Consumers

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Consumers withdraw as well as discharge water. They can be interpreted as municipal or industrial water works with connecting supply grid. Consumers require potable water or water for other uses and discharge it back into a natural system (e.g. river) through the sewer system and waste water treatment plant with a certain time delay. The time delay indicates how long in average the water remains within the consumer before it is discharged into a natural system (e.g. river) after having been treated in the waste water treatment plant. Consumers replace a detailed simulation of an urban area and its sewer system. However if a more differentiated consideration of urban areas is needed, this can be achieved by using urban catchments, pipes and reservoirs (as retention structures within the sewer system).


Demand characteristics

Demand characteristics provide information about the desired amounts of water. These amounts can be defined via two different options.

Option 1: a constant hydrograph with a daily, monthly or annual pattern.

Option 2: a measured or generated time series in the time series management

Additional inflow characteristics

A consumers water demands can be met through more than one river basin or catchment. If a consumer acquires water from outside of the considered system a additional inflow into the system occurs. The additional inflow characteristics can be defined via two different options as well.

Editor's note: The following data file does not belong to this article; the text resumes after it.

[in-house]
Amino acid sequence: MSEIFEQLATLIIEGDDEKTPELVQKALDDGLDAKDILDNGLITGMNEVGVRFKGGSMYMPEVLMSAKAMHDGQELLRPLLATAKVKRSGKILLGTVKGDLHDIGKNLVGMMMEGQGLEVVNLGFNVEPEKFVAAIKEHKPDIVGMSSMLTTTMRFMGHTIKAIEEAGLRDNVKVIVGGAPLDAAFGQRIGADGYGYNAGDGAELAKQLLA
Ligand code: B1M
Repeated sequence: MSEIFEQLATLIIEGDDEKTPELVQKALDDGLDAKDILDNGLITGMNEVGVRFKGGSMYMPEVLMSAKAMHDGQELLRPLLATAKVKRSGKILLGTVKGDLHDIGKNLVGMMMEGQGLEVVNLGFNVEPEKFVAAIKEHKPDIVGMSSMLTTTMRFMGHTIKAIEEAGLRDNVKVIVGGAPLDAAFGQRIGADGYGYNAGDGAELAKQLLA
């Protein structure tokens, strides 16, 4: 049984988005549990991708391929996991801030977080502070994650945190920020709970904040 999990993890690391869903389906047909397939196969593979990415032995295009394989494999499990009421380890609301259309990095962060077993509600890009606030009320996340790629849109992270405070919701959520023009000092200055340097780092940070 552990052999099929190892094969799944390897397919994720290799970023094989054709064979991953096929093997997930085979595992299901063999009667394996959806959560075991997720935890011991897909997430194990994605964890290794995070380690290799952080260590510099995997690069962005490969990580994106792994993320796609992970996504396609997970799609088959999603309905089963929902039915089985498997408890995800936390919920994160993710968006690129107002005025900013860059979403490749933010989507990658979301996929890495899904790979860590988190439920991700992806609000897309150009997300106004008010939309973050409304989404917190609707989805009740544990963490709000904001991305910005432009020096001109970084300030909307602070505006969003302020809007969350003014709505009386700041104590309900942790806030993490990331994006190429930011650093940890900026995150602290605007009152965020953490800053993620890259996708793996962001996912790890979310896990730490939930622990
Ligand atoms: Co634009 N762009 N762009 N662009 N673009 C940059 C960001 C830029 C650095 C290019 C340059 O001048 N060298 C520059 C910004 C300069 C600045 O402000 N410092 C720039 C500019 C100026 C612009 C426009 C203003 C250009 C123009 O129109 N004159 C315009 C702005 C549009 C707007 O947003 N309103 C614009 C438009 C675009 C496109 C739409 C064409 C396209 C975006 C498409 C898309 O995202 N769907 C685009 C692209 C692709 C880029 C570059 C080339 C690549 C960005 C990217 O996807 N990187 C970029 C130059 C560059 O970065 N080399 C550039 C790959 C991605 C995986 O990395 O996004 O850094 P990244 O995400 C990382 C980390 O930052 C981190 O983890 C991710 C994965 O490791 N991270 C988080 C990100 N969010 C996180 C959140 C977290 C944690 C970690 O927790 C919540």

Option 1: a constant hydrograph with a daily, monthly or annual pattern.

Option 2: a measured or generated time series in the time series management

Discharge back into the system

Abbildung 46: Flows of a consumer

A consumer can't just receive additional inflow from other systems. It can discharge water into areas outside of the considered system. E.g. this would be the case if the water works are responsible for multiple supply zones and at least one of these zones is not within the system which is to be simulated. This method can be used to depict discharge characteristics of sewer systems into another area. This behavior corresponds to the simulation of connections/ transfers with/ into other catchments.

In these cases a consumer acts as a branching point. There are three possible concepts to represent this behaviour ( for more information please refer to Branching points).


Option 1: Threshold model

If discharge from the consumer back into the system surpasses a certain threshold, the amounts above this threshold are deducted respectively not reentered into the system.

Option 2: Percentage distribution

A certain percentage of the consumers discharge back into the system is deducted and is discharged into a different catchment and therefore is not reentered into the system.


Option 3: Distribution according to a characteristic curve

The deducted amount, which is discharged into other areas, is determined in dependency on the current discharge of the consumer back into the system.

The flows of a consumer are depicted in Abbildung 46 .